As I said just now, his Majesty spoke of the ancient State of Venice, and from what he said on this occasion I learned more than I could have done from the most interesting book. The viceroy having remarked that a few patricians regretted their former liberty, the Emperor exclaimed, "Liberty, what nonsense! liberty no longer existed in Venice, and had, indeed, never existed except for a few families of the nobility, who oppressed the rest of the population. Liberty, with a Council of Ten! Liberty, with the inquisitors of state! Liberty, with the very lions as informers, and Venetian dungeons and bullets!" Marshal Duroc remarked that towards the end these severe regulations were much modified. "Yes, no doubt,"—replied the Emperor. "The lion of St. Mark had gotten old; he had no longer either teeth or nails! Venice was only the shadow of her former self, and her last doge found that he rose to a higher rank in becoming a senator of the French Empire." His Majesty, seeing that this idea made the vice-king smile, added very gravely, "I am not jesting, gentlemen. A Roman senator prided himself on being more than a king; a French senator is at least the equal of a doge. I desire that foreigners shall accustom themselves to show the greatest respect towards the constituted authorities of the Empire, and to treat with great consideration even the simple title of French citizen. I will take care to insure this. Good-night, Eugene. Duroc, take care to have the reception to-morrow all that it should be. After the ceremony we will visit the arsenal. Adieu, Messieurs. Constant, come back in ten minutes to put out my light; I feel sleepy. One is cradled like an infant on these gondolas."
The next day his Majesty, after receiving the homage of the Venetian authorities, repaired to the arsenal. This is an immense building, fortified so carefully that it was practically impregnable. The appearance of the interior is singular on account of several small islands which it incloses, joined together by bridges. The magazines and numerous buildings of the fortress thus appear to be floating on the surface of the water. The entrance on the land side, by which we were introduced, is over a very handsome bridge of marble, ornamented with columns and statues. On the side next the sea, there are numerous rocks and sandbanks, the presence of which is indicated by long piles. It is said that in time of war these piles were taken up, which exposed the foreign vessels, imprudent enough to entangle themselves among these shoals, to certain destruction. The arsenal could formerly equip eighty thousand men, both infantry and cavalry, independent of complete armaments for war vessels.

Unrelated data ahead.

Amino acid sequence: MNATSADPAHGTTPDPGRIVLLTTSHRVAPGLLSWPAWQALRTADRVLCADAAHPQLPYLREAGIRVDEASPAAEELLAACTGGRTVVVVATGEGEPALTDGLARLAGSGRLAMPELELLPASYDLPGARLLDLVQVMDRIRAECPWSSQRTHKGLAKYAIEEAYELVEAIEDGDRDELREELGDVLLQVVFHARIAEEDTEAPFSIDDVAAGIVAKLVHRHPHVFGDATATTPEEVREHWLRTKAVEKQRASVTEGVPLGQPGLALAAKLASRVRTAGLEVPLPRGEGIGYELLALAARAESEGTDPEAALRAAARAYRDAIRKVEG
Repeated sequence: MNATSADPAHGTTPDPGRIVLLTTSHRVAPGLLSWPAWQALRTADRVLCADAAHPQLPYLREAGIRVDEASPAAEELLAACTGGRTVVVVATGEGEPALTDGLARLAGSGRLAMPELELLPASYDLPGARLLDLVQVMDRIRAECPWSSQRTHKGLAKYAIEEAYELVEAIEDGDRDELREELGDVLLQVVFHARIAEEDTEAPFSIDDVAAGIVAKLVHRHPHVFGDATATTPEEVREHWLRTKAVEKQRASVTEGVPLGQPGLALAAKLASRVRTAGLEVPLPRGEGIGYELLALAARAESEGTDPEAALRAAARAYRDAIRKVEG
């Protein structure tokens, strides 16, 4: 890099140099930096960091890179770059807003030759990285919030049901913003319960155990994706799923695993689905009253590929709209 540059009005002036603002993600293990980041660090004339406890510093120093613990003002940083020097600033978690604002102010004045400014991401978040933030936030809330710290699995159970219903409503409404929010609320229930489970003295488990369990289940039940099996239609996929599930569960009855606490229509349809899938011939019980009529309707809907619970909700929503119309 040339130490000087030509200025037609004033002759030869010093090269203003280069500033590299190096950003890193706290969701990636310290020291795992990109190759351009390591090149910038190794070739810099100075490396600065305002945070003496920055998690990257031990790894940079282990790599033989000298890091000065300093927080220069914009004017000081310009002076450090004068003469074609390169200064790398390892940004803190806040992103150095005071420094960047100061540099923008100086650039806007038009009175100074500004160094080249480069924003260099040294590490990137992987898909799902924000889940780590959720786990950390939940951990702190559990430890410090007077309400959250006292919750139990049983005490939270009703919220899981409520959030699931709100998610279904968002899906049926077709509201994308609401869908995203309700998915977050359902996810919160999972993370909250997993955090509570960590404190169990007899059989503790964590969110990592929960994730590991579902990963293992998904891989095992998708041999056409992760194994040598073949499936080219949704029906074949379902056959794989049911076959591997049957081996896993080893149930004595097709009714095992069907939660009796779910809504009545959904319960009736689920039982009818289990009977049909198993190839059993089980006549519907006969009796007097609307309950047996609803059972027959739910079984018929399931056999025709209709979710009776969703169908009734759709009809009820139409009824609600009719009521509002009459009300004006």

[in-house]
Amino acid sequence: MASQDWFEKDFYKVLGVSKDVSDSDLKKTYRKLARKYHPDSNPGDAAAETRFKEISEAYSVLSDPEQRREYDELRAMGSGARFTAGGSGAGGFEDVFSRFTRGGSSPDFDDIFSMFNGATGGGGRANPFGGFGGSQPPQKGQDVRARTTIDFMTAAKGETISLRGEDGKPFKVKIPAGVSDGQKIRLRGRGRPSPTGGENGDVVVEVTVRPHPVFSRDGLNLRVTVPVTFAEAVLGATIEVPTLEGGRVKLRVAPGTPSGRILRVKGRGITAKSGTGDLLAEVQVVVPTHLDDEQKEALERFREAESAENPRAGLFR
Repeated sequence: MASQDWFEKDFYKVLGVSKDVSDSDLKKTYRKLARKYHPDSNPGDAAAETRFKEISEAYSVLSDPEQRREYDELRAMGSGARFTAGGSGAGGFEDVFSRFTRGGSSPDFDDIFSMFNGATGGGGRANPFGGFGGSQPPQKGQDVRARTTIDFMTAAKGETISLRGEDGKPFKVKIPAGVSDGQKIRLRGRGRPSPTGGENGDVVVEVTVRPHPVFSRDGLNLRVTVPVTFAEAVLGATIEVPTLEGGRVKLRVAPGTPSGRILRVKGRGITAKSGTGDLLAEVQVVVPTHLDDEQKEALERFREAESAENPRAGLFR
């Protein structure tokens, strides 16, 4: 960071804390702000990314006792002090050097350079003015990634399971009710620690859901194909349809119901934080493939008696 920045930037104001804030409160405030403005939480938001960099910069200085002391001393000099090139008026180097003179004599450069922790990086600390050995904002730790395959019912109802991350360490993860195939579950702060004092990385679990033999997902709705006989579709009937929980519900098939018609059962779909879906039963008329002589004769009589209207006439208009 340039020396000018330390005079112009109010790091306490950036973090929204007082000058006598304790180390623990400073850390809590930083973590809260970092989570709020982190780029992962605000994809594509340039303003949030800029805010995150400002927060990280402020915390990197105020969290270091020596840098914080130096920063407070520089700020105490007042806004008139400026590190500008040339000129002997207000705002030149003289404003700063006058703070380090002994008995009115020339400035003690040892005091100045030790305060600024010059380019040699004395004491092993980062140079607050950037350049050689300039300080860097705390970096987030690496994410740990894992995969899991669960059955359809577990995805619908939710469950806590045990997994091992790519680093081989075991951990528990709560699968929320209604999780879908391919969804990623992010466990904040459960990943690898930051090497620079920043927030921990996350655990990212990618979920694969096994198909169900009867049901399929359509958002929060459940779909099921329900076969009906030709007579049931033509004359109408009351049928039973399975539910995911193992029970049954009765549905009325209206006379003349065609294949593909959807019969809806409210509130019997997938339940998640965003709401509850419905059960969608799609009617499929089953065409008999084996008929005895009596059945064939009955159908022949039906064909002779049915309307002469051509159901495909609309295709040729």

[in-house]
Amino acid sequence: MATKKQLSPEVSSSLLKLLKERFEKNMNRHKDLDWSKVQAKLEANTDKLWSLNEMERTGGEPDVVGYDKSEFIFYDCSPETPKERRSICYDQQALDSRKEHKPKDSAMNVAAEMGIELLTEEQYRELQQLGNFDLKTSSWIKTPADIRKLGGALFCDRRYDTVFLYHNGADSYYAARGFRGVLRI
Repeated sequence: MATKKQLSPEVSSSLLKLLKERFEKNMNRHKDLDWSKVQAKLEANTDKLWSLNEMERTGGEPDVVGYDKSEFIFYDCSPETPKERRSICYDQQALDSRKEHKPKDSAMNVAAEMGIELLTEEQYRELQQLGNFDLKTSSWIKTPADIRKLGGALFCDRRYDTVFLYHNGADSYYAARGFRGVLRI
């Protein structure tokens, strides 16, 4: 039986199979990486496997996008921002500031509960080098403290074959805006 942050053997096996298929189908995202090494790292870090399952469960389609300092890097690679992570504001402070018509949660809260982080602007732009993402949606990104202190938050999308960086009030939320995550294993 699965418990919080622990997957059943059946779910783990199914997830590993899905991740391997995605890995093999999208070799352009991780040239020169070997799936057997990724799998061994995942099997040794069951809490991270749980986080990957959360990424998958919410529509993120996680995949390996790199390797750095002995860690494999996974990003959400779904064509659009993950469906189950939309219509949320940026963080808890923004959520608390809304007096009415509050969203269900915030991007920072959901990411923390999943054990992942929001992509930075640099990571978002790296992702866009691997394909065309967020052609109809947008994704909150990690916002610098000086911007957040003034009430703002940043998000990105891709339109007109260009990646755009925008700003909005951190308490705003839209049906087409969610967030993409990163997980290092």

The arsenal is bordered with raised towers, from which the view extends in all directions. On the tallest of these towers, which is placed in the center of the building, as well as all the others, sentinels were stationed, both day and night, to signal the arrival of vessels, which they could see at a very great distance. Nothing can be finer than the dockyards for building vessels, in which ten thousand men can work with ease. The sails are made by women, over whom other elderly women exercise an active surveillance.
The Emperor delayed only a short time to look at the 'Bucentaure'; which is the title of the magnificent vessel in which the Doge of Venice was accustomed to celebrate his marriage with the sea; and a Venetian never sees without deep chagrin this old monument of the former glory of his country. I, in company with some persons of the Emperor's suite, had as our guide an old mariner, whose eyes filled with tears as he related to us in bad French that the last time he witnessed the marriage of the Doge with the Adriatic Sea was in 1796, a year before the capture of Venice. He also told us that he was at that time in the service of the last Doge of the republic, Lord Louis Manini, and that the following year (1797), the French entered Venice at the exact time when the marriage of the Doge to the sea, which took place on Ascension Day, was usually celebrated, and ever since the sea had remained a widow. Our good sailor paid a most touching tribute of praise to his old master, who he said had never succeeded in forcing himself, to take the oath of allegiance to the Austrians, and had swooned away while resigning to them the keys of the city.